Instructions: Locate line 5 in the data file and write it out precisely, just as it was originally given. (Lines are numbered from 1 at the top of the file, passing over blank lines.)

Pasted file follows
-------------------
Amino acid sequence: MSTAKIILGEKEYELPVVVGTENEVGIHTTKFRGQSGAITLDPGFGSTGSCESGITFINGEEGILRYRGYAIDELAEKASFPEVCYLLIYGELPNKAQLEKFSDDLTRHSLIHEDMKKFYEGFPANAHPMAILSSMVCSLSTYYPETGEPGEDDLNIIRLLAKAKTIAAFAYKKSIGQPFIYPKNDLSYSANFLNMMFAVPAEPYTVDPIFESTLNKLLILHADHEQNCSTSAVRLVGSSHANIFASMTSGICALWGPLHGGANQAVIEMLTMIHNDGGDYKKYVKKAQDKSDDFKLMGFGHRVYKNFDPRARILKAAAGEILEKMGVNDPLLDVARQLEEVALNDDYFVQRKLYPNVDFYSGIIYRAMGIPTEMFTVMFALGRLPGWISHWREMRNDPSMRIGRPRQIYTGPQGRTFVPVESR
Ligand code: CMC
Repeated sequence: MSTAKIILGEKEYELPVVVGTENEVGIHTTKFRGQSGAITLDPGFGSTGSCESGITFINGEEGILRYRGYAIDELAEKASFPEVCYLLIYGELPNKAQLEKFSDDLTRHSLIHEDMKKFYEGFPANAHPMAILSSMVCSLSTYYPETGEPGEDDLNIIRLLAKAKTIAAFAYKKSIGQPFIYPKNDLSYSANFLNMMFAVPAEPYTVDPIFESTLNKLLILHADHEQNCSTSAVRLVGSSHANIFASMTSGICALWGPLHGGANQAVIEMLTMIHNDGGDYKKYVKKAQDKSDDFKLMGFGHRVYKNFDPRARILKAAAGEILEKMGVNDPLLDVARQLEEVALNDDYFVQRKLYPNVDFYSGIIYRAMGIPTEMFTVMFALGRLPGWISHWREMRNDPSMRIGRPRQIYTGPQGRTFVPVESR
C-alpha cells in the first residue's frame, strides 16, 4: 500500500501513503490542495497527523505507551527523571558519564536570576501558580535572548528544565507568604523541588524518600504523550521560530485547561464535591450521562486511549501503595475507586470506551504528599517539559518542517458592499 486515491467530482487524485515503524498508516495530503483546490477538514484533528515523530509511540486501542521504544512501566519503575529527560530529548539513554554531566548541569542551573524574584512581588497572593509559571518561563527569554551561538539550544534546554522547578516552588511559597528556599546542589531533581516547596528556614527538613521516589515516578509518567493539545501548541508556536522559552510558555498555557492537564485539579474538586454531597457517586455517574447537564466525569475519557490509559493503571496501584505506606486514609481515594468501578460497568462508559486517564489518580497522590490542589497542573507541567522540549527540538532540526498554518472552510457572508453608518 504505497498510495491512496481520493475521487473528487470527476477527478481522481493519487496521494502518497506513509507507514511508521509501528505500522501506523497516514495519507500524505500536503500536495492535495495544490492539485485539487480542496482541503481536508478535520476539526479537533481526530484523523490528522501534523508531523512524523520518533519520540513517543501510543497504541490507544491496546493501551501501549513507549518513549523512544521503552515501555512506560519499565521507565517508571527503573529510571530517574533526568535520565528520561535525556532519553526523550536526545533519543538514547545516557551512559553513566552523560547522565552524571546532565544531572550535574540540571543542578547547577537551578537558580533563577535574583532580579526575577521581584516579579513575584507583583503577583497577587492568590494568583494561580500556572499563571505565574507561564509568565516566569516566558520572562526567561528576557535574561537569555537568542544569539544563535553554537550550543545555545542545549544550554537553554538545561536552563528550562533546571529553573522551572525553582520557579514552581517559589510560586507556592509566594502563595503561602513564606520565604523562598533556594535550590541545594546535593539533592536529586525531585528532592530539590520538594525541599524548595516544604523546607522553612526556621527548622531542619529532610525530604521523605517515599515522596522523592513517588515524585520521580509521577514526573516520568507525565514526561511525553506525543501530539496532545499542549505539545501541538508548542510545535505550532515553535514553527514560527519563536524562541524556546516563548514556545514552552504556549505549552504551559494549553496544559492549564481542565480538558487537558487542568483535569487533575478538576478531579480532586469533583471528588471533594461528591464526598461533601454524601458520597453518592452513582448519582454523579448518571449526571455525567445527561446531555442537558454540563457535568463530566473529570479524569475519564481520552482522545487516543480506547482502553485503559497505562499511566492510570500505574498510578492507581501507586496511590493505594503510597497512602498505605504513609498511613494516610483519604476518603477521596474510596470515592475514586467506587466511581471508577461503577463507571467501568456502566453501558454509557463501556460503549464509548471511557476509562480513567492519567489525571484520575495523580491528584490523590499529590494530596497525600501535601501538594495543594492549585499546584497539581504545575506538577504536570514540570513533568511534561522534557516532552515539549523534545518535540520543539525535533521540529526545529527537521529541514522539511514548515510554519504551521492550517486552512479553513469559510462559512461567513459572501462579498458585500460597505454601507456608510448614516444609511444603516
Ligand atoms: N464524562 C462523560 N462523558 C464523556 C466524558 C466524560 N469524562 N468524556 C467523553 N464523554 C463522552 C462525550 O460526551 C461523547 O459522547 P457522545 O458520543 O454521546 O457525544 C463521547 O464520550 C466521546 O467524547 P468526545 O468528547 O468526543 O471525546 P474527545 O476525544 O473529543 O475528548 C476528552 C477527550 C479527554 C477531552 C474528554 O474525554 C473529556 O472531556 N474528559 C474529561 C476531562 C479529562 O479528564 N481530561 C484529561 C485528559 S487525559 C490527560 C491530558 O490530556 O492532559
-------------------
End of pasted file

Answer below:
Ligand atoms: N464524562 C462523560 N462523558 C464523556 C466524558 C466524560 N469524562 N468524556 C467523553 N464523554 C463522552 C462525550 O460526551 C461523547 O459522547 P457522545 O458520543 O454521546 O457525544 C463521547 O464520550 C466521546 O467524547 P468526545 O468528547 O468526543 O471525546 P474527545 O476525544 O473529543 O475528548 C476528552 C477527550 C479527554 C477531552 C474528554 O474525554 C473529556 O472531556 N474528559 C474529561 C476531562 C479529562 O479528564 N481530561 C484529561 C485528559 S487525559 C490527560 C491530558 O490530556 O492532559